Miguel de Cervantes

Miguel De Cervantes’ Remains Discovered In Spain

Miguel de Cervantes’ remains were reportedly discovered in a Spanish crypt. The infamous Don Quixote author was originally buried in Madrid’s Barefoot Trinitarians convent. However, the casket was moved to an unknown location during a 17th century renovation. More then 360 years later, archaeologists believe they found Miguel de Cervantes’ remains.

It is unclear whether Miguel de Cervantes received a formal education. However, he developed a keen interest in reading and writing at an early age. As reported by Biography, de Cervantes published his first work, in a book of poetry, at the age of 22.

Although he displayed a unique talent, de Cervantes took a break from writing to serve in a Spanish military unit.

Unfortunately, the young soldier was severely wounded during a battle against the Ottoman Empire. In addition to suffering several chest wounds, Miguel de Cervantes’ left hand was injured beyond repair.

After serving five years, de Cervantes attempted to return home. However, during the journey, he was captured by Turkish troops. He was held prisoner and treated as a slave for a period of five years. Following his release, Miguel de Cervantes resumed his writing. Although he published one novel and several screenplays, he work received modest reviews.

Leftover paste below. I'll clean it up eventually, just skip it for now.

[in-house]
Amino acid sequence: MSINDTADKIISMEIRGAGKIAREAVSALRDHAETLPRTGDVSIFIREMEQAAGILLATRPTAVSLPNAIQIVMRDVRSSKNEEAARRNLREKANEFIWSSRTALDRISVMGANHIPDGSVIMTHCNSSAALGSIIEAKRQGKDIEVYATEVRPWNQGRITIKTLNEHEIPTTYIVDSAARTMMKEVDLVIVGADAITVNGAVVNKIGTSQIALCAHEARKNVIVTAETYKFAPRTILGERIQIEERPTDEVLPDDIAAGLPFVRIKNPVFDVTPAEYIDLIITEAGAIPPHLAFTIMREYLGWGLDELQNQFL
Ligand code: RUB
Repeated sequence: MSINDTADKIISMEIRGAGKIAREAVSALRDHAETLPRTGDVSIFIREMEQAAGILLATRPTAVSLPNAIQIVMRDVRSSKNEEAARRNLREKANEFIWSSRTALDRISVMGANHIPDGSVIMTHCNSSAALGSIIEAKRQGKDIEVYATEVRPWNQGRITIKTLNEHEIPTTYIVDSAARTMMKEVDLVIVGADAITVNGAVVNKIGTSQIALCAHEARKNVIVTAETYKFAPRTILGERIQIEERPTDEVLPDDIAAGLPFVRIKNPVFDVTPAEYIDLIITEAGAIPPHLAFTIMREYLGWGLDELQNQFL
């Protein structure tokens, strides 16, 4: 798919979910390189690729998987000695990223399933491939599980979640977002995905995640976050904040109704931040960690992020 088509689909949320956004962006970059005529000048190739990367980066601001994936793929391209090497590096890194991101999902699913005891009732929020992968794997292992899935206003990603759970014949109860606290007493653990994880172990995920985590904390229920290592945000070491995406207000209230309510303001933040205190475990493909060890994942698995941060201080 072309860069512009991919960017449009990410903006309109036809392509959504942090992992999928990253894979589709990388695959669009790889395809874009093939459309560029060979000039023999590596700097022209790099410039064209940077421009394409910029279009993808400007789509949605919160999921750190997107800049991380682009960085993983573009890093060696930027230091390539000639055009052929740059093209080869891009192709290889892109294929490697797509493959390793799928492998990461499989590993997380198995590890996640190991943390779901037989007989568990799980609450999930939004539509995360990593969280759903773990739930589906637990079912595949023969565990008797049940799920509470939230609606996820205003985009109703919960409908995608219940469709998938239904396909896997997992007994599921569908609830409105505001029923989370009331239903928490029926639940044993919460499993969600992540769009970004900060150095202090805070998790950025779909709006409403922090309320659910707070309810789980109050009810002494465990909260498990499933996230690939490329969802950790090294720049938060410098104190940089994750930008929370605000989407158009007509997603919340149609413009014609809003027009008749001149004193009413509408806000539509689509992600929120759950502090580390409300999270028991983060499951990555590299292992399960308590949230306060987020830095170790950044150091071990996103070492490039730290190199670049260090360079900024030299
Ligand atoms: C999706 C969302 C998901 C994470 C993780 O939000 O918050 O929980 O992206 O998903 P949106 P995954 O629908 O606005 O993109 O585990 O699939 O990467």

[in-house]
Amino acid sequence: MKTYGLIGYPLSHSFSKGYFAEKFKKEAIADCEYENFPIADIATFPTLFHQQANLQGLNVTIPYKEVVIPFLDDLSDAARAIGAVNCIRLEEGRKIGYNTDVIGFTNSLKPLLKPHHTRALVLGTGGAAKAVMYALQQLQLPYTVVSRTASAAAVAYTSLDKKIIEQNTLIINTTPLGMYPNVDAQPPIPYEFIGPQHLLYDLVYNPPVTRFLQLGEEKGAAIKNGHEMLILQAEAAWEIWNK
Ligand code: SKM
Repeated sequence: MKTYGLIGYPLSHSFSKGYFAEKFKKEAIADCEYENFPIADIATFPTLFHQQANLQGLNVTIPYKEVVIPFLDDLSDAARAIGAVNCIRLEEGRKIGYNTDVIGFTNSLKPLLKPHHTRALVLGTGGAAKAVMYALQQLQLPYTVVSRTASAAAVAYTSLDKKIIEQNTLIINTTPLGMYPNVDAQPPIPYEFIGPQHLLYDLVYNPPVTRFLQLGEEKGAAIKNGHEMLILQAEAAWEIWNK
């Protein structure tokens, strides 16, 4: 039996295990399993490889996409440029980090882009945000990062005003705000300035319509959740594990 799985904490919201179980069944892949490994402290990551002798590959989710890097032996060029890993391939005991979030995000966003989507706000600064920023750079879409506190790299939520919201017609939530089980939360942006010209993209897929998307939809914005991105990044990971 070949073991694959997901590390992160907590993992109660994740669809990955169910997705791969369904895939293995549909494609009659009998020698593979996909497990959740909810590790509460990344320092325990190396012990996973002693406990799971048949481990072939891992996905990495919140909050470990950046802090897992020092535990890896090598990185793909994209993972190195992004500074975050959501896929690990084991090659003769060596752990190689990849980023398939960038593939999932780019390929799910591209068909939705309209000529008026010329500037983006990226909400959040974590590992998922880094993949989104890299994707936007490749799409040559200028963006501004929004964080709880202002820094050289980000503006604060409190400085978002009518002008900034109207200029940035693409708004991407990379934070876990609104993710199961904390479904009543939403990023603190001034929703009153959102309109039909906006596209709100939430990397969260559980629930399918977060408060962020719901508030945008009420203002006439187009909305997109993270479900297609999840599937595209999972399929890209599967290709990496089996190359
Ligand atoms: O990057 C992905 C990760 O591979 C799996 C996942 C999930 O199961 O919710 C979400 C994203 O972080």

In 1605, de Cervantes published the first portion of his most famous work — Don Quixote. As the book was a great success, he published the second portion in 1615. The famed author died the following year at the age of 69.

As reported by USA Today, Miguel de Cervantes’ remains were buried in the convent per his request. Unfortunately, his casket was misplaced during the extensive renovation.

Early this year, archaeologists discovered a tomb in the sub-soil near the convent. Anthropologist Almudena Garcia Rubio said positive identification will be difficult, as the remains were not preserved. However, he is fairly certain de Cervantes was buried in the tomb.

“… we are sure what the historical sources say is the burial of Miguel de Cervantes and the other people buried with him is what we have found.”

Investigator Luis Avial said Miguel de Cervantes’ remains will be reburied “with full honors” inside the convent. The investigator said “Cervantes asked to be buried there and there he should stay.”

[Image via Wikimedia]

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